So Cmk, looks like you ended up buying it. I agree with Jamnperry, that the unit gets better the longer it is on.
Jamnperry, have you tried any tube rolling?
I was surprised at how much better the unit sounded after I put in the NOS Mullard. I highly recommend you try one if you can.
I also noticed that the unit has a wider, bigger soundstage when used in the high gain mc selection. Although my preamp has a lot of gain and I could go with it in the mm mode, there is a difference in the presentation between the two.
Yes, I forgot to mention that I have a NOS Mullard 5AR4. It really does make a nice difference. I haven't rolled any other tubes but did try the Herbie's damper on it. Didn't like it but may try experiment more with position again. I do however like the Herbie ring on the Tung Sol's.
Thanks for the tip on the gain. I'll try it sometime.
Just an update on the unit:

I've been travelling a bit, so time spent listening has been patchy, but recently I've managed to squeeze in more time. Also since the full function preamp was available to me, I decided to try that out.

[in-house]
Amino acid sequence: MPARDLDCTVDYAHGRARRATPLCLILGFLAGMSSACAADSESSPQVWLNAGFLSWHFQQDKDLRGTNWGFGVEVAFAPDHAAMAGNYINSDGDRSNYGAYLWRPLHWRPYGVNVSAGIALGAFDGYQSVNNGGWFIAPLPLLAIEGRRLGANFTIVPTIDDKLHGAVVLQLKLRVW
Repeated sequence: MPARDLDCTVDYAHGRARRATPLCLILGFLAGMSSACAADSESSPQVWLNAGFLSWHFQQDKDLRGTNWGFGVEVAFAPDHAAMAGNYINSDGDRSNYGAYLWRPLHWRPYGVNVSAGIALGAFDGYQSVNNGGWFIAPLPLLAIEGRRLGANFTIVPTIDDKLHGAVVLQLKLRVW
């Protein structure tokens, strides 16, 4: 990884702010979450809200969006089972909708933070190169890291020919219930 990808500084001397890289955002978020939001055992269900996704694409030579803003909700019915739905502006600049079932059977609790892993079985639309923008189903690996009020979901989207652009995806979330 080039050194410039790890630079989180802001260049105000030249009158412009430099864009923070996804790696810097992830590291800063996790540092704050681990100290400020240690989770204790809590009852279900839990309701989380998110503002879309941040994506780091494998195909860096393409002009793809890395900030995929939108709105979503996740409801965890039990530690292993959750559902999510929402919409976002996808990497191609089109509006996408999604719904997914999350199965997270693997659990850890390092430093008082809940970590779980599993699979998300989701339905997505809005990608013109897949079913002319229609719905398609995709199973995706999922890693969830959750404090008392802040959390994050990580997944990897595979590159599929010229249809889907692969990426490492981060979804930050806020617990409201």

The full preamp has the advantage in that you can easily switch between MM and MC with the toggle switch at the back. Loading though requires you to open the cover to access the dip switches inside. I also like the idea of having the tube rectified power supply in a separate box from the main preamp. The supplied cord is high quality, thick guage and well shielded.

Overall, the thing that catches my attention is that its very, very quiet. Sometimes even after the stylus has gone into the grooves, I wonder if I have switched on the correct input, or if the mute was on. Music is very dynamic. This unit almost sounds like a SS unit, its hard to believe it has so many tubes in it.

From the my previous post, the sound has gotten slightly sweet and still shows all the detail and soundstaging capabilities.